Metro finds $36 million to fill this year's budget gap

By Lena H. Sun
Washington Post Staff Writer
Tuesday, November 3, 2009

Metro officials say they can patch together as much as $36 million in stimulus funds, inaugural reimbursements and insurance money to plug a growing budget gap for this fiscal year.

The shortfall, the result of declining Metrorail ridership, is for the year that ends in June. A much bigger deficit looms for the year beginning July 1; budget preparations underway have already factored in a fare increase, Metro officials said.

Metro officials had forecast a shortfall for this year of at least $22.4 million based on July and August ridership. September's report brought more bad news. Ridership continues to drop because of growing unemployment in the District and slower service on the Red Line after this summer's fatal accident, according to a presentation scheduled for a Metro board committee meeting Thursday.

The presentation did not give updated figures for the shortfall, but Metro said it could tap the $36 million to close it. Officials said they could also squeeze additional savings from the way they process payroll and collect revenue and by optimizing schedules. No figures or details were provided.

As ridership has dropped, pushing revenue down, expenses have increased, including an additional $400,000 in overtime as a result of the Red Line crash, according to September's monthly financial report.

The transit agency outlined three key sources of funds:

-- Up to $20 million in stimulus funds for preventive maintenance;

-- $3.4 million from federal reimbursement received for Inauguration Day service (the full amount was $4 million, and $600,000 was already used);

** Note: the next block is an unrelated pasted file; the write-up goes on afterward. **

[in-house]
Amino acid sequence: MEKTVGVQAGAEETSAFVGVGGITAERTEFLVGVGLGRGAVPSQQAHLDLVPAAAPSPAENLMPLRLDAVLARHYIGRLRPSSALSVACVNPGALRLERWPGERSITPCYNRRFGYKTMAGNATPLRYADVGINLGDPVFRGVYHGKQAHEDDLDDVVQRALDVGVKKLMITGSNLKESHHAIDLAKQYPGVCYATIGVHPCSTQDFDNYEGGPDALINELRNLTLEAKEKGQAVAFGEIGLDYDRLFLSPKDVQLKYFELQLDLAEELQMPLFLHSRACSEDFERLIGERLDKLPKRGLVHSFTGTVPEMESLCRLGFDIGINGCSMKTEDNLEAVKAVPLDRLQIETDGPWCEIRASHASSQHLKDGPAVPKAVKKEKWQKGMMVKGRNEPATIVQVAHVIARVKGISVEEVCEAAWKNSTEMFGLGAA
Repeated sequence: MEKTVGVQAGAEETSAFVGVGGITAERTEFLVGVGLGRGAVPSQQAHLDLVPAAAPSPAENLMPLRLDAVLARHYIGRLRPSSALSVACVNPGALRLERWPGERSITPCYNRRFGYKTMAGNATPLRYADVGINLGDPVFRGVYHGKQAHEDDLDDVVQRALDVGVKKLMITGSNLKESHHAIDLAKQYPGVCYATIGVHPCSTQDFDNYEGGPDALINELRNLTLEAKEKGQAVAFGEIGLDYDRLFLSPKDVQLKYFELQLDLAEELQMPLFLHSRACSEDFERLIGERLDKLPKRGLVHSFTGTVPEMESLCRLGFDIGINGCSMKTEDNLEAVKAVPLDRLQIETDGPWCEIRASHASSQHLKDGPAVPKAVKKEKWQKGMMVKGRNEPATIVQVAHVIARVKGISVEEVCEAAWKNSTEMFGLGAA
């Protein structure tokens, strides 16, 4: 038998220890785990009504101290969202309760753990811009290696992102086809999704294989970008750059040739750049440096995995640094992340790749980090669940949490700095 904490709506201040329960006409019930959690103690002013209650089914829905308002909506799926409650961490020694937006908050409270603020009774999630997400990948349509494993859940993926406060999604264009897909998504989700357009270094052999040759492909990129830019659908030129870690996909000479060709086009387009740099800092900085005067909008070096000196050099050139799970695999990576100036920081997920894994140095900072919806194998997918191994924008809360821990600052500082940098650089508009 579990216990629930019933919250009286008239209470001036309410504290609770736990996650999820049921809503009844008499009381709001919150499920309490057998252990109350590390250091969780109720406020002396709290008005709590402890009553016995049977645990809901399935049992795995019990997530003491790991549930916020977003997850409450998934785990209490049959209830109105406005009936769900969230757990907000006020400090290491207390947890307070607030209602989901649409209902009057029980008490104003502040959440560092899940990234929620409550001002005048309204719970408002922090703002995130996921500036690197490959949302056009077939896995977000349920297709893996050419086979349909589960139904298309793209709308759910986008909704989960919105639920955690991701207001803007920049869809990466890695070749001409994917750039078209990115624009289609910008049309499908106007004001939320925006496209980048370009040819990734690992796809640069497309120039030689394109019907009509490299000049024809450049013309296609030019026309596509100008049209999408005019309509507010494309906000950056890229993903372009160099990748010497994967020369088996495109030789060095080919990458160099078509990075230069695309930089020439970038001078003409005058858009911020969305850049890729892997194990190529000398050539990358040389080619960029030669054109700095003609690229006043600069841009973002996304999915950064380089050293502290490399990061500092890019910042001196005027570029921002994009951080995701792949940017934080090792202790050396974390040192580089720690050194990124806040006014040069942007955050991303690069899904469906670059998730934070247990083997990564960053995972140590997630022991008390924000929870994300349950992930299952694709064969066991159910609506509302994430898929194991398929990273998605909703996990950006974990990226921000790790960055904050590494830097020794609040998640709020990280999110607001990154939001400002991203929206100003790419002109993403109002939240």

-- $7 million from insurance funds to cover labor and material costs resulting from damage in the June 22 accident.

Metro had forecast that ridership would grow 3 percent across the board this year, compared with last year. But average weekday rail ridership in September, typically a strong month, was down 3 percent compared with last September, and bus ridership was down 6 percent from a year ago, according to September's monthly financial report.

Continuing the trend that began during the summer, the biggest drop in rail ridership was during the morning rush, with the majority of trips being work-related. The drop would have been even greater, the report said, but afternoon and evening baseball games made up for some of the losses in work-related trips during the afternoon rush.

Average weekday rail ridership in September was 729,551 trips, 6 percent below what was budgeted. Average weekday bus ridership was 486,000 trips, 10 percent below budget.

Officials have attributed ridership declines to growing D.C. unemployment, which rose from 10.6 percent in July to 11.4 percent in September; slower service and fewer trains on the Red Line immediately after the crash; and extensive track work. The Red Line did not return to normal service until Oct. 7. Extensive track work during the Labor Day weekend closed the Pentagon City, Crystal City and Reagan National Airport stations.

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